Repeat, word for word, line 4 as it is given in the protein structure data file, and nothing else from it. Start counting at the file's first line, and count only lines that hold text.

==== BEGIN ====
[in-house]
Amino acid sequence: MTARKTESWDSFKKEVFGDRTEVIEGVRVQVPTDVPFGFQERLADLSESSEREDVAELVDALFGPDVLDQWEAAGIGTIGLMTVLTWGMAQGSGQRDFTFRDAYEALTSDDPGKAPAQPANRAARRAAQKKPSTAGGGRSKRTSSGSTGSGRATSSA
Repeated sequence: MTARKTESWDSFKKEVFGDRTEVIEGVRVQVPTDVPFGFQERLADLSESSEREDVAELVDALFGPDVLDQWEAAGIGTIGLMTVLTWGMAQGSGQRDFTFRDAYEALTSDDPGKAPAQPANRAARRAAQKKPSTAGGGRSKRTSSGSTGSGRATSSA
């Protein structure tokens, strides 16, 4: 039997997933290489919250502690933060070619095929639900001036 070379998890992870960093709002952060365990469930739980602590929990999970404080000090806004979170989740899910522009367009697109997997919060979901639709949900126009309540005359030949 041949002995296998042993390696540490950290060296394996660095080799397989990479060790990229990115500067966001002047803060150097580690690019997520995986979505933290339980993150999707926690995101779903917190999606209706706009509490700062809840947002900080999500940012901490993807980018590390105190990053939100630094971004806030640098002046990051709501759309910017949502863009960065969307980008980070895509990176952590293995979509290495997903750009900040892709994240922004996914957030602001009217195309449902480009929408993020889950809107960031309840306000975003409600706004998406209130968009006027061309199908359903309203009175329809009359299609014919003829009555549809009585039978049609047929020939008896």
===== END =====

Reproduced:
């Protein structure tokens, strides 16, 4: 039997997933290489919250502690933060070619095929639900001036 070379998890992870960093709002952060365990469930739980602590929990999970404080000090806004979170989740899910522009367009697109997997919060979901639709949900126009309540005359030949 041949002995296998042993390696540490950290060296394996660095080799397989990479060790990229990115500067966001002047803060150097580690690019997520995986979505933290339980993150999707926690995101779903917190999606209706706009509490700062809840947002900080999500940012901490993807980018590390105190990053939100630094971004806030640098002046990051709501759309910017949502863009960065969307980008980070895509990176952590293995979509290495997903750009900040892709994240922004996914957030602001009217195309449902480009929408993020889950809107960031309840306000975003409600706004998406209130968009006027061309199908359903309203009175329809009359299609014919003829009555549809009585039978049609047929020939008896």